Alister Clark Roses

Having discussed Australian rose breeder Alister Clark and the Alister Clark Memorial garden at Bulla in my two previous post this week, here are some specific notes about some of the roses he bred, for which I have photos, mainly taken at the Alister Clark Memorial Garden at Bulla. It is by no means an exhaustive list, as our visits to Bulla tended to be in early Spring or late Autumn. I have also included a few more prominent roses, which I have not photographed, with a link to other sites.

Lady Medallist 1912, named for one of his most successful race horses and his first rose.BlogAlisterClarkReszd2014-10-19 15.06.14Jessie Clark 1915 Clear Pink Single Climbing R. gigantea hybrid. Probably R. gigantea X Madame Martignier. Very large single clear pink roses borne abundantly on a vigorous climber in early Spring. It was the 1st R. gigantea seedling and the 3rd Glenara rose to be released, as well as his first great success as a rose breeder. Named after a favourite niece, who used to visit Glenara with her friends, Nora Cuningham and Gwen Nash, daughter of his great friend, Albert Nash, all of whom were also remembered in the names of his roses.BlogAlisterClarkReszd2014-10-19 14.57.07BlogAlisterClarkReszd2014-10-19 15.16.06Sunny South 1918 A Hybrid Tea, which was a popular tall hedging rose between the two world wars. A cross between Gustav Grunerwald and Betty Berkeley. Large, very recurrent, profusely-blooming, semi-single, fragrant pale pink, flushed carmine, blooms on a very tall bush. I do not have my own photo, but have included it because it was one of Alister’s favourite roses, so please see: http://davesgarden.com/guides/pf/go/189015/.

Australia Felix 1919 Low growing Hybrid Tea;  A cross between Jersey Beauty and La France, the first Hybrid Tea rose; Small, semi-double, fragrant, silvery-pink blooms in clusters. Very recurrent. Australia Felix was also the name given by explorer, Thomas Mitchell, to the lush parts of Western Victoria. Another early success and an ideal rose for small gardens or the front of borders, as in the photo below, where it borders the decking on the left of the photo.BlogAlisterClarkReszd2014-10-19 15.16.33BlogAlisterClarkReszd20%IMG_4786Black Boy 1919 First Climbing Hybrid Tea; A cross between Bardou Job and Etoile de France; Another great success story; Large, semi-double, fragrant, dark red blooms. Again, I have no photo, but as this particular rose has never left the nursery catalogues for its entire life, you can see the rose here: https://www.diggers.com.au/shop/ornamentals-and-flowers/rose-blackboy/rblbo/.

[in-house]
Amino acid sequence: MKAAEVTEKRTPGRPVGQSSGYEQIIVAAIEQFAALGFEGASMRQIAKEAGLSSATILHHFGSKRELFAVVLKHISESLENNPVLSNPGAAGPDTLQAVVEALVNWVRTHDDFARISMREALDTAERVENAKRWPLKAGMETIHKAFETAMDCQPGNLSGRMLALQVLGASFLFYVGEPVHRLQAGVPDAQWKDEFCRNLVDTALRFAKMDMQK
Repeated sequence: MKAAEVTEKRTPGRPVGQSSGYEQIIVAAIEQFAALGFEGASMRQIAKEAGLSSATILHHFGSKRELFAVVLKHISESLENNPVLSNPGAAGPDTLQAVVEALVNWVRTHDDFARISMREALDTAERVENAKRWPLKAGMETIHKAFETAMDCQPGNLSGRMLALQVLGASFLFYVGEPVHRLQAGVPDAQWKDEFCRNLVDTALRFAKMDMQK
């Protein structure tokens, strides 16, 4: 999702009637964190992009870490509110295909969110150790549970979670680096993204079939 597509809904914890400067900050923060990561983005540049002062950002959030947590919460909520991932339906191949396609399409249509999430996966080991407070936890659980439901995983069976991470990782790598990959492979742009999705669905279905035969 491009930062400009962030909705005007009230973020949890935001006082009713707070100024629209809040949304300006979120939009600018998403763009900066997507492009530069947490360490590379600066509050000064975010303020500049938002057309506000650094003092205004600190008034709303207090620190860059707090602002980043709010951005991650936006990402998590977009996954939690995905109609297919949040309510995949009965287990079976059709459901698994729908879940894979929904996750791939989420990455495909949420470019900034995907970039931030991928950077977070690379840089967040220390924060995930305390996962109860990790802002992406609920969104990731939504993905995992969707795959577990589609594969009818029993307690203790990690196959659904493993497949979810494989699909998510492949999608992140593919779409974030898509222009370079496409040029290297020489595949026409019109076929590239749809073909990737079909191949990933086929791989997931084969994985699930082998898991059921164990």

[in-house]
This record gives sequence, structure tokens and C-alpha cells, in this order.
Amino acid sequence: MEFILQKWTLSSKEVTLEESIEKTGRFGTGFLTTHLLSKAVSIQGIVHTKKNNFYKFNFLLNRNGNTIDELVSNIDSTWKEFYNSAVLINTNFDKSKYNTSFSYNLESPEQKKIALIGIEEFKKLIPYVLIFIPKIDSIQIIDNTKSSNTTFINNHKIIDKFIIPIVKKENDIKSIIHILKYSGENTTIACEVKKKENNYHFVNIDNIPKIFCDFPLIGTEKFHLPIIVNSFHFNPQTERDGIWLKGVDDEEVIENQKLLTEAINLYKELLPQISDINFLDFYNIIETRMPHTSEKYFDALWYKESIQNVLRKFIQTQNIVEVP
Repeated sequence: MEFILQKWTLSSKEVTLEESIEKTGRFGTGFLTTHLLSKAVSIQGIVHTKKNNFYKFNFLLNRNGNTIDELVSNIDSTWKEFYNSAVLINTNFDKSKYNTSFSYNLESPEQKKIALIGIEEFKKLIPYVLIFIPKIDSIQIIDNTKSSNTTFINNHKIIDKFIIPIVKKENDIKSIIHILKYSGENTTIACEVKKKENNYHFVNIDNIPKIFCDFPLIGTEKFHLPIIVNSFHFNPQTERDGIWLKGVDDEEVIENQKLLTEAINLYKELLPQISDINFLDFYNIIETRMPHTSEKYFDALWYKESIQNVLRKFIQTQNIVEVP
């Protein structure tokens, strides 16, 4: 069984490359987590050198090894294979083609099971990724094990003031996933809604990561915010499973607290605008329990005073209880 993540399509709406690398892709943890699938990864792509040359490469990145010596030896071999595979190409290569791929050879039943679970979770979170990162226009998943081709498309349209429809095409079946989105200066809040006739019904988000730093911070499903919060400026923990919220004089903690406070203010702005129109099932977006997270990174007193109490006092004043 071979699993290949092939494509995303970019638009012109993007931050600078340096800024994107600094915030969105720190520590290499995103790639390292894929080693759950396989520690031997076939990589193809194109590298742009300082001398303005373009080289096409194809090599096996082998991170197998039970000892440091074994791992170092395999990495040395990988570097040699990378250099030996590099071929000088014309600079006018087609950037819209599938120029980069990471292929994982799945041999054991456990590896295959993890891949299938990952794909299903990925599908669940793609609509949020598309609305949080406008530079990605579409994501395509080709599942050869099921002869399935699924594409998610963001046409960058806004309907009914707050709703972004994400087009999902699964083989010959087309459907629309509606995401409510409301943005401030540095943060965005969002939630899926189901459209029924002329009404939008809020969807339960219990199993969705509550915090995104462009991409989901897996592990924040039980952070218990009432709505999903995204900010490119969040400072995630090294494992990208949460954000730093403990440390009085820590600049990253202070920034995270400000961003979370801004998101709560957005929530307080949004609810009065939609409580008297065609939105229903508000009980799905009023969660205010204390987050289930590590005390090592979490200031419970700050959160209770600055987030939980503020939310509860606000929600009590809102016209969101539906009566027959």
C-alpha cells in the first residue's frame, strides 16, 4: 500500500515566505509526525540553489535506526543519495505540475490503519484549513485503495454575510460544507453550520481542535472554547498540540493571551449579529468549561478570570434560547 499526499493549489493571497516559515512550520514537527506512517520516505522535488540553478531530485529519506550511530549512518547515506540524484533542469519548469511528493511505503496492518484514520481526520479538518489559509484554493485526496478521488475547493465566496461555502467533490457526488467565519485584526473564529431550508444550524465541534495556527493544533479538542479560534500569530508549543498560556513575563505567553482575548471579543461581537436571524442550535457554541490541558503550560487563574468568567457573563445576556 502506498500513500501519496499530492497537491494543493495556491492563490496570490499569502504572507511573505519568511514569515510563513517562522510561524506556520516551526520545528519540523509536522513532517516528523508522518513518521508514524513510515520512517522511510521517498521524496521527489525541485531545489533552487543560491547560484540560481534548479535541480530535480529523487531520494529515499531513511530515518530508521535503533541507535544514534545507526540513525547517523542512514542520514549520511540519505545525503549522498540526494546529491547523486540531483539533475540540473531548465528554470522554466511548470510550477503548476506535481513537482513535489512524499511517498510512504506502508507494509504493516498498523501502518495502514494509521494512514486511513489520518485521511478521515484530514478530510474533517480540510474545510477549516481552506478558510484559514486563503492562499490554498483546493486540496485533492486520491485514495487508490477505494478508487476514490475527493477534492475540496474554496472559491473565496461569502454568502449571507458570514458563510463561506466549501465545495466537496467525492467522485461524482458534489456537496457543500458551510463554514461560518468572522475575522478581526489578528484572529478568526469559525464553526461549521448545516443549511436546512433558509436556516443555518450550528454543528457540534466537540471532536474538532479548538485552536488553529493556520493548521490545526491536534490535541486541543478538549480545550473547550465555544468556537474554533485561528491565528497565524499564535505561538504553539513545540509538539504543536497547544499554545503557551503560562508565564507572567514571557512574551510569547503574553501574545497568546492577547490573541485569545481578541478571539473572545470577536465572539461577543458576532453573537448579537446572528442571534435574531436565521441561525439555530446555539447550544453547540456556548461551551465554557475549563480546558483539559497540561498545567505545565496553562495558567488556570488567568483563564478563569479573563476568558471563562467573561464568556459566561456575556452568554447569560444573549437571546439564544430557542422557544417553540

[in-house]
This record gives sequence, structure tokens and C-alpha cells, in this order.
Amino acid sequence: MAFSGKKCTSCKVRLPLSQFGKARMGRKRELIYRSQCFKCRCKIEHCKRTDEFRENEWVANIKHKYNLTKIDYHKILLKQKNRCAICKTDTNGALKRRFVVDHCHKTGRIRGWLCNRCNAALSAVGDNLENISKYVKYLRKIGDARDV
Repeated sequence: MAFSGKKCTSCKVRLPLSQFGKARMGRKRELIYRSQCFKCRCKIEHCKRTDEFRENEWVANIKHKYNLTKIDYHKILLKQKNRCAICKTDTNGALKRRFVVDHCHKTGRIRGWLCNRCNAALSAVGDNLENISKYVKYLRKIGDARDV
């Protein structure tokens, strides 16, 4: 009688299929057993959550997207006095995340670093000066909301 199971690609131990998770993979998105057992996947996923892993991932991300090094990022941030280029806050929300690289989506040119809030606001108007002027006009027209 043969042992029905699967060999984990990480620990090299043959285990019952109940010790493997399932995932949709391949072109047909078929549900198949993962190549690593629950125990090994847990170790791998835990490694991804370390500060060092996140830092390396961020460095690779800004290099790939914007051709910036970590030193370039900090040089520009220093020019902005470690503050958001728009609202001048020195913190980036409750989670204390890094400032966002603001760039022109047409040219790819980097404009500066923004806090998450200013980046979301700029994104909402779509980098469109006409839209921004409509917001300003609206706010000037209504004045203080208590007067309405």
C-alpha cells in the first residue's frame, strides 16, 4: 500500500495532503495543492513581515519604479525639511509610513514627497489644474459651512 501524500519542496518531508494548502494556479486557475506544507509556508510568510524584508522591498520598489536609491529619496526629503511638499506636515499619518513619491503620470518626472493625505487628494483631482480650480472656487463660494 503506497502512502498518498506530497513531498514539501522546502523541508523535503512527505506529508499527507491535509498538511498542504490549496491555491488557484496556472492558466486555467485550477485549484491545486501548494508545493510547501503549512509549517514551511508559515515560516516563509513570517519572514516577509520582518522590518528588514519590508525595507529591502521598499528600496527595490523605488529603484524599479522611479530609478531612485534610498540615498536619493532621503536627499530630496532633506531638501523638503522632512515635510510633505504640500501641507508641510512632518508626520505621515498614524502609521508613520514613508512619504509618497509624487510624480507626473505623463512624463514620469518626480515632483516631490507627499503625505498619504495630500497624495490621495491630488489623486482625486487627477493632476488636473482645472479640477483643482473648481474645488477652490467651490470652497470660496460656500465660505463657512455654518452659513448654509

Gwen Nash 1920 Climbing Hybrid Tea, named for a friend of his niece, Jessie Clark, and daughter of his great friend, Albert. Rosy Morn, another Alister Clark rose, is one of the parents. Large, semi-single, cupped, fragrant, soft-pink blooms with golden stamens. See: http://rosephotographer.blogspot.com.au/2015/03/gwen-nash.html. At Bulla, this rose is grown on the side pergola, near the front fence, on either side of her friend, Jessie Clark.

Golden Vision 1922 Gigantea hybrid  climbing rose with semi-double, fragrant blooms; Its parents are Noisette rose, Maréchal Niel, which gives it its soft creamy lemon-yellow colouring, and R. gigantea, which gives it its almost evergreen leaves. Only blooms once early in Spring.BlogAlisterClarkReszd20%IMG_7175BlogAlisterClarkReszd2014-10-19 15.07.15Scorcher 1922 named for a hot day or scorcher! Climbing Hybrid Tea, Madame Abel Chatenay is one of the parents, R. moyesii could be the other unnamed parent. Non-recurrent, large, semi-double, open, slightly fragrant, brilliant scarlet-crimson flowers on a vigorous climber. See: https://www.antiqueroseemporium.com/roses/1133/scorcher.

Squatter’s Dream 1923  A 2nd generation Gigantea bush rose (a seedling of an R. gigantea seedling), named after a racehorse. The bushy, thornless shrub is 2 metres tall, with soft apricot and saffron yellow, semi-single, open flowers.. It blooms for almost 12 months of the year and still had flowers on 1st June at Forest Hall in Tasmania. It is obviously the bee’s dream too, as can be seen in the bottom photo!!!BlogAlisterClarkReszd2014-10-19 15.13.26BlogAlisterClarkReszd20%IMG_7183Harbinger 1923  Very vigorous climber and R. gigantea hybrid with large, single, soft-pink flowers. Named for the coming of Spring.BlogAlisterClarkReszd2014-10-19 15.08.46Lorraine Lee 1924 Second- generation Gigantea hybrid bush rose, bred from a cross between Jessie Clark and Capitaine Millet, and named for a distant cousin of the Clarks after her visit. It blooms all year round with open, double, rosy-apricot flowers with a beautiful scent and evergreen foliage, inherited from R. gigantea. It is the most popular rose ever grown in Australia. Between 1924 and 1934, nurseryman EW Hackett sold 44 000 plants of Lorraine Lee. Often grown as a hedge. She is a very tough rose, which thrives on neglect! It has both bush and climbing forms. BlogAlisterClarkReszd2014-10-19 14.52.32BlogAlisterClarkReszd2014-10-19 14.54.06Climbing Lorraine Lee was a sport of Lorraine Lee in 1932.blogcottagegardenrosesreszd20img_9104Baxter Beauty 1924 Gigantea bush rose; Another sport of Lorraine Lee; Not strictly an Alister Clark rose, it was discovered by Russell Grimwade before 1927 at Baxter, Victoria. Varies from light yellow to sulphur and a light salmon pink on outside of petals. It flowers in Winter like Lorraine Lee.